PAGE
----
Bursitis and tendinitis occurring about the knee are usually treated with NSAIM, ice, Physical Therapy modalities, and possible modifications of activities.

Chondromalacia, or a roughening of the undersurface of the kneecap, is commonly seen in females more than males and can be treated symptomatically with ice and eexercise but may require surgical attention in patients with excessive grinding or pain who have failed to respond to conservative measures. The laser has made this procedure more successful and you should ask your doctor if he uses this equipment and has had the proper training.

Cartilage repair and transplantation is being heavily investigated at this time but currently has limited use on lesions around the knee, specifically the femur, and the technique requires two procedures, one of which is quite extensive.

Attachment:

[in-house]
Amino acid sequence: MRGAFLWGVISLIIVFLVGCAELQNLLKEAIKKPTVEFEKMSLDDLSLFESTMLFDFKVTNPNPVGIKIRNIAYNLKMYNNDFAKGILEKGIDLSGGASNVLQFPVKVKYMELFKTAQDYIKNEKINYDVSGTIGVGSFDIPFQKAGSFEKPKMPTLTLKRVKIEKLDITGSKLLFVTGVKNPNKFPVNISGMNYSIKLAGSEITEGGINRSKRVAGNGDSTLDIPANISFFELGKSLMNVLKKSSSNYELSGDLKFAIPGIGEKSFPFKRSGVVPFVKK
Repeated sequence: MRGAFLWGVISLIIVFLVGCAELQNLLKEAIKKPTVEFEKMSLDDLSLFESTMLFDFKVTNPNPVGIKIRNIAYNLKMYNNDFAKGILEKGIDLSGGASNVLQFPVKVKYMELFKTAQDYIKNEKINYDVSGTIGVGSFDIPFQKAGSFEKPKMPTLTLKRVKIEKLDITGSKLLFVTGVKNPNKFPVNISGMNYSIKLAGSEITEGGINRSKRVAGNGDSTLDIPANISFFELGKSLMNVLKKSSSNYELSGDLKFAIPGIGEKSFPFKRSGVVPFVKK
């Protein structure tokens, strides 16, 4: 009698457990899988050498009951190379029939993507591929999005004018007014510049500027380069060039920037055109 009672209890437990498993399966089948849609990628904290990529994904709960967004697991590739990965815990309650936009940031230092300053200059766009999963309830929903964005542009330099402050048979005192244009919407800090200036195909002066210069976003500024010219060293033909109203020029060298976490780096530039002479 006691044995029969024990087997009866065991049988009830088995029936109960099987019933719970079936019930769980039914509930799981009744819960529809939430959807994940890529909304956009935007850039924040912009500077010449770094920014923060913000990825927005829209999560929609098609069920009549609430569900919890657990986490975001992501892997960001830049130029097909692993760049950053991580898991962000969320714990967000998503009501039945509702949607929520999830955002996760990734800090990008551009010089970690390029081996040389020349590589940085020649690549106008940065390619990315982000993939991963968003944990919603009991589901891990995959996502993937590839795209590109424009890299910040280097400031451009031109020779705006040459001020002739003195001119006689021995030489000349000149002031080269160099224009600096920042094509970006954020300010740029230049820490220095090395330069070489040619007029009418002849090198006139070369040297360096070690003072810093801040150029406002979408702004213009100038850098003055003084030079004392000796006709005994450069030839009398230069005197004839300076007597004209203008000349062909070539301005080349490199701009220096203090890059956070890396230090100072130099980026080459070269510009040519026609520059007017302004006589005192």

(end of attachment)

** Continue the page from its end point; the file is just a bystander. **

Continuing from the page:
Finally, many patients ask about braces for knees. Legitimate braces with metal or plastic parts are frequently required after ligament injuries or surgery and are custom fitted. I like to reserve the use of these braces for people with instability or who are post-operative from ligament surgery. Patients who have no instability may want to purchase sleeves or other slip-on devices which are fine but should not be worn too tight as to compromise circulation.

Sunday, July 8, 2007

Anatomy of Knee

The knee is a complex, compound, condyloid variety of a synovial joint which hovers. It actually comprises two separate joints.

The femoro-patellar joint consists of the patella, or "kneecap", a so-called sesamoid bone which sits within the tendon of the anterior thigh muscle (m. quadriceps femoris), and the patellar groove on the front of the femur through which it slides.

The femoro-tibial joint links the femur, or thigh bone, with the tibia, the main bone of the (lower) leg. The joint is bathed in a viscous (synovial) fluid which is contained inside the "synovial" membrane, or joint capsule.

The recess behind the knee is called the popliteal fossait can also be called a "knee pit."

Saturday, July 7, 2007

Commonly Tests Of Knee

Commonly Tests Of Knee

X-Ray (radiography)
A procedure in which an x ray beam is passed through the knee to produce a two-dimensional picture of the bones.